SBJ: Your Retirement Planning Checklist

Industry Insight


Some of us spend more time planning a vacation than planning a comfortable retirement. It’s never too early to seek balance between current needs, wants, and dreams, and the planning and savings necessary to fulfill future retirement needs, wants, and dreams. Here are retirement planning essentials to get ahead of right now.

  1. Project what your retirement will look like in terms of both basic and lifestyle expenses (travel, hobbies, “toys”), then estimate how much to save toward those goals. Re-calculate regularly to ensure you’re on track, and to account for changing retirement expectations. If you’re many years from retirement this may be tricky…do your best, use online retirement calculators and/or seek professional assistance, and keep in mind it’s better to over-save a bit than to under-save.

Account for 2-3% inflation, and test “bad-case” scenarios, for example early death of a spouse which will leave only one Social Security check each month; or a large emergency expenditure which might knock your plans sideways.

  1. Business owners: seek professional guidance for exit planning tactics to help increase the value of your business now, and put formal plans in place well ahead of time to facilitate a lucrative and smooth transition to family, employees, or third parties. 
  1. Take advantage of tax deferral and company contributions if you are able to participate in a workplace retirement plan—and accept planning assistance from the investment company if it’s offered. If you’re a business owner and don’t have a workplace retirement savings program, look into it for the sake of your own planning needs (and incidentally as an excellent employee retention tool).
  1. Seek at least a basic understanding of investment products: the long-term rate of growth of your savings can dramatically affect your progress, and ultimately the quality of your retirement. Stock funds tend to offer good growth potential, at the price of short-term volatility (ups and downs). If you’re more than about five years from needing to take withdrawals, you can invest aggressively. But avoid excessive trading, and don’t try to time markets because that does not work.

As you approach retirement, calculate the amount of cash you’ll need from your investments within the next five years, and protect at least that much from market downturns, by moving it into bond funds for example. This will help avoid having to “sell low” as recessions typically only depress stock values for 3-5 years. This approach may help you worry less and give you a better shot at meeting your retirement accumulation goals. Repeat this calculation each year all the way through retirement. If you still lose sleep worrying about the stock market rollercoaster, follow your heart and perhaps invest more conservatively…understanding there may be a lifestyle trade-off down the road if your investment growth is insufficient.

  1. As retirement approaches, and throughout retirement, create a detailed household budget—and follow it!
  1. Understand Social Security claiming strategies to help maximize retirement income, and consider how Social Security claiming choices might affect a surviving spouse in case of a death (seek professional guidance if needed).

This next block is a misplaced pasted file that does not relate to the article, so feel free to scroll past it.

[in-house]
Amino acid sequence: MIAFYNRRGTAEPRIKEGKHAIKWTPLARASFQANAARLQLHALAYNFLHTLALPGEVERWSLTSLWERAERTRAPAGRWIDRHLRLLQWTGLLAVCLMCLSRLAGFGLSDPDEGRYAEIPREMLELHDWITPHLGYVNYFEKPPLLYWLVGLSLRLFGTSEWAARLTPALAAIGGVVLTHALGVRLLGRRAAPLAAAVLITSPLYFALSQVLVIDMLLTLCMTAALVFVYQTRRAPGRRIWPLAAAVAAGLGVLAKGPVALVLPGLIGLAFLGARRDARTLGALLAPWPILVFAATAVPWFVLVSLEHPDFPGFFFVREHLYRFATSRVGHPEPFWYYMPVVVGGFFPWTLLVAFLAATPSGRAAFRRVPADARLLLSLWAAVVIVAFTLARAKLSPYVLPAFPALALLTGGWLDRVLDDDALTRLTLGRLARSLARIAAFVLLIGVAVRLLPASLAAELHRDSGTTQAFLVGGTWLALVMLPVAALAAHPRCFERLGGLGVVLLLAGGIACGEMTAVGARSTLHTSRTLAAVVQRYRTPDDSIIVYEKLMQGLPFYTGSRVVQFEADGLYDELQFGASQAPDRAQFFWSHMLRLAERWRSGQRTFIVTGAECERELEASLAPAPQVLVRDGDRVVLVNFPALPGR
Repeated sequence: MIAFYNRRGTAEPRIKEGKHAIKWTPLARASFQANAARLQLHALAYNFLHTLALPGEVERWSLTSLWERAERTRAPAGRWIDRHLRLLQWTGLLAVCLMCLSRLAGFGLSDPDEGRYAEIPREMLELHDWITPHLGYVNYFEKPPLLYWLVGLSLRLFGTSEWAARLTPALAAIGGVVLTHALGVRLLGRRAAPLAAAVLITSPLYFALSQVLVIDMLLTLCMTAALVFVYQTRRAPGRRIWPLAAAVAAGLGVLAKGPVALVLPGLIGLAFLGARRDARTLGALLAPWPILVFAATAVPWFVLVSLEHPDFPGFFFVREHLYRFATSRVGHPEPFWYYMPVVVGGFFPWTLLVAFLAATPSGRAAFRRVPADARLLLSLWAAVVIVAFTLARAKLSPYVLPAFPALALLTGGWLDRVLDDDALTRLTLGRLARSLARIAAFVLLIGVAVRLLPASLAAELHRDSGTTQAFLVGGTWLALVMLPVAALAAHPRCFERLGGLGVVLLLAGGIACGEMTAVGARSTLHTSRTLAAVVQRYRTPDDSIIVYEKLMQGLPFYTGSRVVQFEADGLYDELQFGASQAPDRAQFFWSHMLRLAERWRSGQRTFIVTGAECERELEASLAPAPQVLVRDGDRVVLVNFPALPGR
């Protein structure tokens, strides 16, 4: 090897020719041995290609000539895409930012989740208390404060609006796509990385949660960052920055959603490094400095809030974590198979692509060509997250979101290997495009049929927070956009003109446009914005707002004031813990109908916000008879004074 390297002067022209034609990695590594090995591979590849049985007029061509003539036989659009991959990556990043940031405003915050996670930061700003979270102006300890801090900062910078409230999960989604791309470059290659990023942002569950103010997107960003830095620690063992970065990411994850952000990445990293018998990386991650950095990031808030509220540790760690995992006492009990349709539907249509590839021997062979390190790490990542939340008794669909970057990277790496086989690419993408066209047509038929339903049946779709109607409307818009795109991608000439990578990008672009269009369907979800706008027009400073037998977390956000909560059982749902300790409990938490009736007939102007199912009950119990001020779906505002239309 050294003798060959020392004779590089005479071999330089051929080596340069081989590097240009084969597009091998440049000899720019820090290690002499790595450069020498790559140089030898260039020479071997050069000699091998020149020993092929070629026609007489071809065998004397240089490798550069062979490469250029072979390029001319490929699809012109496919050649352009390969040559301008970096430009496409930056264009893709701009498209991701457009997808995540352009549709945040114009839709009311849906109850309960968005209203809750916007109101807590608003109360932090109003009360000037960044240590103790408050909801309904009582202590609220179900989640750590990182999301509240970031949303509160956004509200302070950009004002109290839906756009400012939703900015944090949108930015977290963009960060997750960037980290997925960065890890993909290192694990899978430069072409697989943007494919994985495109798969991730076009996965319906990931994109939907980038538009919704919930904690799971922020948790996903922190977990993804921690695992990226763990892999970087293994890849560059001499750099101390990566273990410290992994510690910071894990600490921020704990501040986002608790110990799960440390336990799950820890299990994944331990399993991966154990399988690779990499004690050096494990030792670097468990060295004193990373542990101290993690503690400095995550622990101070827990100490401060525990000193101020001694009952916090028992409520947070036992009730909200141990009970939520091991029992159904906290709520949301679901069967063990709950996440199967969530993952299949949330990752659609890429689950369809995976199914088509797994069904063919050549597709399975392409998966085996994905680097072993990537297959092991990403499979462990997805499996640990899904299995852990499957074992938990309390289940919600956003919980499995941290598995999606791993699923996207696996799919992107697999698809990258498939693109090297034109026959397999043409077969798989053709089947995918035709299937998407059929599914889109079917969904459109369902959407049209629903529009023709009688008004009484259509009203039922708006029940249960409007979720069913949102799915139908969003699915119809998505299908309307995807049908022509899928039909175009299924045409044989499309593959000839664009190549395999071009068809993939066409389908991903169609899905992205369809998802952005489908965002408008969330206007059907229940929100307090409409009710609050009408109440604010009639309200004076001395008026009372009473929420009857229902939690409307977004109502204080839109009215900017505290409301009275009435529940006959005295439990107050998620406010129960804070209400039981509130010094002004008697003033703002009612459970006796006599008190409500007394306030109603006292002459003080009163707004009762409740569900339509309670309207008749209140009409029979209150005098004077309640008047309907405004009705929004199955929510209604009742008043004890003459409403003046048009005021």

1. Don’t jump the gun on raiding tax-advantaged investment accounts. Tax deferral is a wonderful, rare gift from the IRS, so don’t ruin it by incurring penalties before age 59 ½, or by spending tax-deferred money—401(k)’s, IRA’s etc.—when other funds are available. However: be sure to take your IRS Required Minimum Distributions from tax-deferred accounts starting at age 70 ½, otherwise you may be subject to large penalties. Work with your tax professional to make sure you follow current rules.
  1. Adjust your “risk management products” as needed: life insurance, health insurance, long-term care insurance, Medicare supplements starting age 65, etc.. Seek professional guidance if needed, as these are critically important to your financial health.  
  1. Periodically update estate planning documents such as wills and trusts throughout your life, with professional legal guidance. No asset should go through probate before passing to heirs—so make sure everything you own of significant value, including real estate, has a beneficiary document attached. Get beneficiary forms directly from the companies that issue your investment or bank account statements; and from the DMV for cars/boats, or anything else with a title. For real estate, work with a title company or attorney. 
  1. Review retirement projections periodically before and during retirement to see if reality matches your projections, and adjust as needed.

Bonus tip: both now and in retirement, take advantage when the U.S. dollar is relatively stronger than other currencies, for lower-cost world travel. This relates directly to your final checklist item: enjoy your retirement…you earned it!

CERTIFIED FINANCIAL PLANNERTM consultant Kenny Gott is President at Piatchek & Associates and author of the book "Bottom Line Financial Planning". He can be reached at